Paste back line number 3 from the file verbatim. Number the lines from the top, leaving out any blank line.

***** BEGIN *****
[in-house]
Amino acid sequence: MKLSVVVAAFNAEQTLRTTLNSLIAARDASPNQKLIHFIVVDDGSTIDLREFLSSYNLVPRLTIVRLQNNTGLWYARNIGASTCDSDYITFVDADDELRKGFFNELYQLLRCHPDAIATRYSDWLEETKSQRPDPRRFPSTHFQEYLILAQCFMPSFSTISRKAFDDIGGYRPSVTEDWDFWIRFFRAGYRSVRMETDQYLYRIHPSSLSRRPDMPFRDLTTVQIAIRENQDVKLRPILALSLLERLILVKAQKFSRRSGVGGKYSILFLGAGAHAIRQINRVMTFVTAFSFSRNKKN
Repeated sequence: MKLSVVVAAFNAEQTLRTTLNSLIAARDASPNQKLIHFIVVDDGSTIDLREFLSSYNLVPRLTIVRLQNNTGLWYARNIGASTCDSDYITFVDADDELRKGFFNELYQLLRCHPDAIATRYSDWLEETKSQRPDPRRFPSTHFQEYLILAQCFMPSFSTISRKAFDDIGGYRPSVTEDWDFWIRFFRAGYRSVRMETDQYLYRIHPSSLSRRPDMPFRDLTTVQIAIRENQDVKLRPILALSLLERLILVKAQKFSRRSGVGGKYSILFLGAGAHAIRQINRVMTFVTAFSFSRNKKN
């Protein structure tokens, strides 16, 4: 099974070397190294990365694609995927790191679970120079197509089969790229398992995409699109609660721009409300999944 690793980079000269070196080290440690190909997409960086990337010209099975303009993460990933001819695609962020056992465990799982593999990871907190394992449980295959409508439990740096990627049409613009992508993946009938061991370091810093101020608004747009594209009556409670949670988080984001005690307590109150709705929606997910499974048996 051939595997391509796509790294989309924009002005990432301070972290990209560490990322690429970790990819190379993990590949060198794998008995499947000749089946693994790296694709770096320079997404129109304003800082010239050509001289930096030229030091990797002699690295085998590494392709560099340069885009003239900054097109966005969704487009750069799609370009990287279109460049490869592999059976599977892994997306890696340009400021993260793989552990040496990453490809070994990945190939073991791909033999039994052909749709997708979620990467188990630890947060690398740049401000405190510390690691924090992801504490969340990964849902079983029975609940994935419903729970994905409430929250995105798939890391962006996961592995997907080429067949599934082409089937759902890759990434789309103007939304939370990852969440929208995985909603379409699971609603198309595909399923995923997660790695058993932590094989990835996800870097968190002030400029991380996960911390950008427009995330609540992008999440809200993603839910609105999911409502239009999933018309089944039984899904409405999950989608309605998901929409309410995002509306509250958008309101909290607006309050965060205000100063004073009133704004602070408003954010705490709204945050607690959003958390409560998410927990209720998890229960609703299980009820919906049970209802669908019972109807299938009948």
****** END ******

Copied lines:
Repeated sequence: MKLSVVVAAFNAEQTLRTTLNSLIAARDASPNQKLIHFIVVDDGSTIDLREFLSSYNLVPRLTIVRLQNNTGLWYARNIGASTCDSDYITFVDADDELRKGFFNELYQLLRCHPDAIATRYSDWLEETKSQRPDPRRFPSTHFQEYLILAQCFMPSFSTISRKAFDDIGGYRPSVTEDWDFWIRFFRAGYRSVRMETDQYLYRIHPSSLSRRPDMPFRDLTTVQIAIRENQDVKLRPILALSLLERLILVKAQKFSRRSGVGGKYSILFLGAGAHAIRQINRVMTFVTAFSFSRNKKN